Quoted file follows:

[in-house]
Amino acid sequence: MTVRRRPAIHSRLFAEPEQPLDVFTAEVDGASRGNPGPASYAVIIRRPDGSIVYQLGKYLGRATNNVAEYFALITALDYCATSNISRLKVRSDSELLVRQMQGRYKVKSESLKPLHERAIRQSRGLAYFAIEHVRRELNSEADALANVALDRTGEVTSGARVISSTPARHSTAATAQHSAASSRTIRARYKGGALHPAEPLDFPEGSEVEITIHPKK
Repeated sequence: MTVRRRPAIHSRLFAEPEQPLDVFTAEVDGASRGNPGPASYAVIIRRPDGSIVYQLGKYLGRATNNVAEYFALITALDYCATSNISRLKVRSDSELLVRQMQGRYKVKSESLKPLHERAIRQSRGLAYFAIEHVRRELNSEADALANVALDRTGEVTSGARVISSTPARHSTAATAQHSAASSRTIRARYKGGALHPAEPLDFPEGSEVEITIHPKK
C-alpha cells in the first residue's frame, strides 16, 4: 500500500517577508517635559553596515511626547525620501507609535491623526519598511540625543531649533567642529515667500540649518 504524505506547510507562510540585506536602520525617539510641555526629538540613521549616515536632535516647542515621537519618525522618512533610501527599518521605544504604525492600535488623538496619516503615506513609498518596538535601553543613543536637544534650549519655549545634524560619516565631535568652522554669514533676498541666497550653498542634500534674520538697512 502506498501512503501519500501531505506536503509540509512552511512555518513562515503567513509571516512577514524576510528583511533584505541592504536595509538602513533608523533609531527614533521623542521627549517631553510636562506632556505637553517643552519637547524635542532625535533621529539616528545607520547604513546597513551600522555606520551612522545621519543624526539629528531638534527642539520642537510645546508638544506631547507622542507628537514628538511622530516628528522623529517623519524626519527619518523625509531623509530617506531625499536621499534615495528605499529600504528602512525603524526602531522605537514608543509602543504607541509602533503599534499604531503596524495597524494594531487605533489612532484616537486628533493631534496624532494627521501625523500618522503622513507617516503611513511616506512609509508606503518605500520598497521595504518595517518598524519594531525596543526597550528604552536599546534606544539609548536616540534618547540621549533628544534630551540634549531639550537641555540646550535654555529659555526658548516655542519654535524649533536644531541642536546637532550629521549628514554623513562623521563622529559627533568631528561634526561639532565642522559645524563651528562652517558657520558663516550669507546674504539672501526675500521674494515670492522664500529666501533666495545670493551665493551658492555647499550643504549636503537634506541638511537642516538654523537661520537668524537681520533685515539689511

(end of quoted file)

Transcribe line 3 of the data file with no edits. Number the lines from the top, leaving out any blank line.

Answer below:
Repeated sequence: MTVRRRPAIHSRLFAEPEQPLDVFTAEVDGASRGNPGPASYAVIIRRPDGSIVYQLGKYLGRATNNVAEYFALITALDYCATSNISRLKVRSDSELLVRQMQGRYKVKSESLKPLHERAIRQSRGLAYFAIEHVRRELNSEADALANVALDRTGEVTSGARVISSTPARHSTAATAQHSAASSRTIRARYKGGALHPAEPLDFPEGSEVEITIHPKK